Icinga was initially made as a fork of Nagios. The makers of Icinga aimed to take Nagios to the next level with a premium collection of the latest features and user experience.

2. ELK – Elasticsearch, Logstash, Kibana

The ELK stack is a log analytics solution in the IT industry. The tool gathers logs from all apps, services, tools, networks, servers, and others in an environment into a centralized location used for conducting further processing and analysis.

We may use ELK to reduce the time it takes to troubleshoot problems, monitor services, and resolve operational issues. Other than such analytical use, we can also deploy this tool for security and auditing purposes.

3. Jenkins

Jenkins is already popular, isn’t it? Though there is nothing fancy about Jenkins, it’s simple to start to use and includes the ideal ecosystem of plugins and add-ons. We can optimize Jenkins for customization. We configure this tool to develop code, build Docker containers, run maximum tests, and push to production.

4. Docker

Docker is transforming the ecosystem of the IT world. Experts use this tool in production for most services. Developers have designed it to ease configuration management, control issues, and scale by letting containers move from one place to another place.

5. Consul.io

Consul is an open source tool designed for service discovery and configuration in flexible apps developed through microservices. It leverages the latest technology and works as a type of broker to help you sign and register names. Also, It allows you to access service names and not the specific machines. It is an efficient tool, and you can do more with a Consul.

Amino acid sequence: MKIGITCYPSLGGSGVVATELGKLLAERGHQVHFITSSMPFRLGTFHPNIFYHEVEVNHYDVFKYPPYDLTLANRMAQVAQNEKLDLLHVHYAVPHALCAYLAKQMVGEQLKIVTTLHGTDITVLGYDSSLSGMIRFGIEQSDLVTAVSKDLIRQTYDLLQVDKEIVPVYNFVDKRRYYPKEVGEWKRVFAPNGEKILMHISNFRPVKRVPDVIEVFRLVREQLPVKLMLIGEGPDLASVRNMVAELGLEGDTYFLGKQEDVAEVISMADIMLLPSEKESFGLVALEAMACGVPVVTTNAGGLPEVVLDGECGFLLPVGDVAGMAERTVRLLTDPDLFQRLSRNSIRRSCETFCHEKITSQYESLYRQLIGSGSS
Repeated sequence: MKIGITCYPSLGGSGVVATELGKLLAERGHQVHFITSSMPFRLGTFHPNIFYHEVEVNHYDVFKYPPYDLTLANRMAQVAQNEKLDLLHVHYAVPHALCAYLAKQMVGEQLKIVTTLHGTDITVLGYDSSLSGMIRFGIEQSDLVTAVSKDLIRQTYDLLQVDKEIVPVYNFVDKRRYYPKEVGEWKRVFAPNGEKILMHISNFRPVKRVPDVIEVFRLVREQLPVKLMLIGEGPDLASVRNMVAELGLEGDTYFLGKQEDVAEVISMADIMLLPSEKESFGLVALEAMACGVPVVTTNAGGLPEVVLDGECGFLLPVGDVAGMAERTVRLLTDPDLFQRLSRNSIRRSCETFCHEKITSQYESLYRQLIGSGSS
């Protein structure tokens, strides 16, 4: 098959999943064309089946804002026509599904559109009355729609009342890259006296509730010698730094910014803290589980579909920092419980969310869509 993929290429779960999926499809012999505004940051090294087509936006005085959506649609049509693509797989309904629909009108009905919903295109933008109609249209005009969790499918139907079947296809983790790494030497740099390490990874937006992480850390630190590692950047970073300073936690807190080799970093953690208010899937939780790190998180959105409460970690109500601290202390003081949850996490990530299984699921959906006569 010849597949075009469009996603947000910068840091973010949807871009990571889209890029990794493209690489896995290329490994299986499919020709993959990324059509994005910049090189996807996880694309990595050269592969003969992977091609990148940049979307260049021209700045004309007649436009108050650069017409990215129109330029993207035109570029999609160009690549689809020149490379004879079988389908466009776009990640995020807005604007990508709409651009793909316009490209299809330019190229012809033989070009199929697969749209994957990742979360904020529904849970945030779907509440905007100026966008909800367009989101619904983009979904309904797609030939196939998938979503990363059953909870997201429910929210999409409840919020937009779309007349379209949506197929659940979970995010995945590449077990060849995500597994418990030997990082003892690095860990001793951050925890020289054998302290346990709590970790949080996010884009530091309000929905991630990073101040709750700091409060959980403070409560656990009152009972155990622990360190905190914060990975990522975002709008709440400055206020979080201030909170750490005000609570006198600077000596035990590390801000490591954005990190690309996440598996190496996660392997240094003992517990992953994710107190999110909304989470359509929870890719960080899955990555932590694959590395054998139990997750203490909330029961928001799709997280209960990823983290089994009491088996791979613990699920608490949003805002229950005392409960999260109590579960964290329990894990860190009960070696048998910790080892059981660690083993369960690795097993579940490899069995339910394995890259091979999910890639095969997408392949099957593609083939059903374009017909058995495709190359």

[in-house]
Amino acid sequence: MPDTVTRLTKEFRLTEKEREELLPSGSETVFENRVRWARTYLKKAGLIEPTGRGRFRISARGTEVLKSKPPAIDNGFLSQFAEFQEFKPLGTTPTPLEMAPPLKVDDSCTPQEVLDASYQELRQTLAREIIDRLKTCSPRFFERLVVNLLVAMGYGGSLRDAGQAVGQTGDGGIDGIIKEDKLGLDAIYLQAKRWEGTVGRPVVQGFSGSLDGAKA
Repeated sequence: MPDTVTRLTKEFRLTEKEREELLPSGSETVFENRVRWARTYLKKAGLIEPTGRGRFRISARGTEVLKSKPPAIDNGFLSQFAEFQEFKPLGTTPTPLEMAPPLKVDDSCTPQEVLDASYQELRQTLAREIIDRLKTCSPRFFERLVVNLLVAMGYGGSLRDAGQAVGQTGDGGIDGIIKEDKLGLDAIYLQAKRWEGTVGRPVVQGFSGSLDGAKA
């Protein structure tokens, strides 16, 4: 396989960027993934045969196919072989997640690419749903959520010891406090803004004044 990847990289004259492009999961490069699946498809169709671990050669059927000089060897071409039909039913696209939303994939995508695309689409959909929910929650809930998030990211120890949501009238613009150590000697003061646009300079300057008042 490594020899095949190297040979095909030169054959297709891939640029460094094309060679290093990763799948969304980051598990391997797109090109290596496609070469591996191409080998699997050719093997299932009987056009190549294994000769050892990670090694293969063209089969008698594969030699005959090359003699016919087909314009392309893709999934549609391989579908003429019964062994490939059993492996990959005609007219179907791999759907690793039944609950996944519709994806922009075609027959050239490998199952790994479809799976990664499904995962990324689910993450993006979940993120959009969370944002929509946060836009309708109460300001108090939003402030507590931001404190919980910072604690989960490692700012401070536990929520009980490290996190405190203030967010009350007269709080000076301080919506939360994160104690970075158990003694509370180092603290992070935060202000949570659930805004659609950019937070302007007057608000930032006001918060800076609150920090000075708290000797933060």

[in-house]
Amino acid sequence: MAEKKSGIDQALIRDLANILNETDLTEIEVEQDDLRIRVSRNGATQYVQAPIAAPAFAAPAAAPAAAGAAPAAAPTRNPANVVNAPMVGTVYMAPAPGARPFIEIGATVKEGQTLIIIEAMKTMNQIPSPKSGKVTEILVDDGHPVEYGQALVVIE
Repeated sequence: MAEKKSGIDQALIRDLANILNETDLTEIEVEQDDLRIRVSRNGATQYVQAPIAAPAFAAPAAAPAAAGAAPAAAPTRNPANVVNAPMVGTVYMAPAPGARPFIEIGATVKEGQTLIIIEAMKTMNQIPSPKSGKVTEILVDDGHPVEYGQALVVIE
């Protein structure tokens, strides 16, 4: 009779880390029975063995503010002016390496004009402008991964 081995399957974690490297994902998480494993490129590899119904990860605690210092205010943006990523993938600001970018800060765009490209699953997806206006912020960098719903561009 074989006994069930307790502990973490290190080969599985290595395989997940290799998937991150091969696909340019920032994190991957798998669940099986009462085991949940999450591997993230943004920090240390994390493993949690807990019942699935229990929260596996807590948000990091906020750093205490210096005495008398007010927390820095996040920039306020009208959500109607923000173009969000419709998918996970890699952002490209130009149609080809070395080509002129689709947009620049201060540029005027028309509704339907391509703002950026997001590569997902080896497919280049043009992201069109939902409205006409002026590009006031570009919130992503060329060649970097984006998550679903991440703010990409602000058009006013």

6. Ansible

Ansible is a simple configuration management tool we mostly use for a deployment configuration. We can use it to push changes and reconfigure the latest deployed machines. Moreover, the ecosystem offered by Ansible is ideal for working as it offers custom application development.

7. Buddy

Buddy is a smart CD/CI tool for developers in which they leverage delivery pipelines to develop, test, and deploy software. The pipelines are made with more than 100 instant actions that you can arrange in any way you want. It supports all popular languages, task managers, and frameworks. Developers can integrate Buddy with AWS, DigitalOcean, Google, Shopify, Azure, WordPress, etc.

8. Vagrant

Vagrant DevOps tool lets developers build and manage VM environments in a single workflow. It offers a simple workflow and lowers the development environment setup time. Also, it increases production parity. Developers can integrate Vagrant with existing configuration management tools such as Puppet, Chef, Salt, and Ansible. It also offers an ideal development ecosystem to DevOps professionals.

9. PagerDuty

PagerDuty tool helps enterprises to enhance their brand image. The tool supports a continuous delivery strategy, and as a result, it lets DevOps professionals deliver high-performing and most efficient app solutions.

PagerDuty offers real-time alerts. It easily detects and resolves incidents in the development to the production phase. It also supports platform extensibility and enables scheduling and automated escalations.

10. Ganglia

Ganglia is one of the best DevOps tools, and developers can use it for high-performing computing systems such as grids and clusters. Additionally, the tool offers several cluster and grid monitoring capabilities. It is a completely free and open-source tool. Experts have designed this tool to handle clusters with 2,000 nodes.

11. Splunk

DevOps experts use the Splunk tool to make machine data accessible, valuable, and usable to everyone. Splunk tool offers operational intelligence to DevOps teams. Additionally, It makes companies more productive, secure, and competitive. It is a next-gen monitoring and analytics solution that delivers a unified view of different IT services.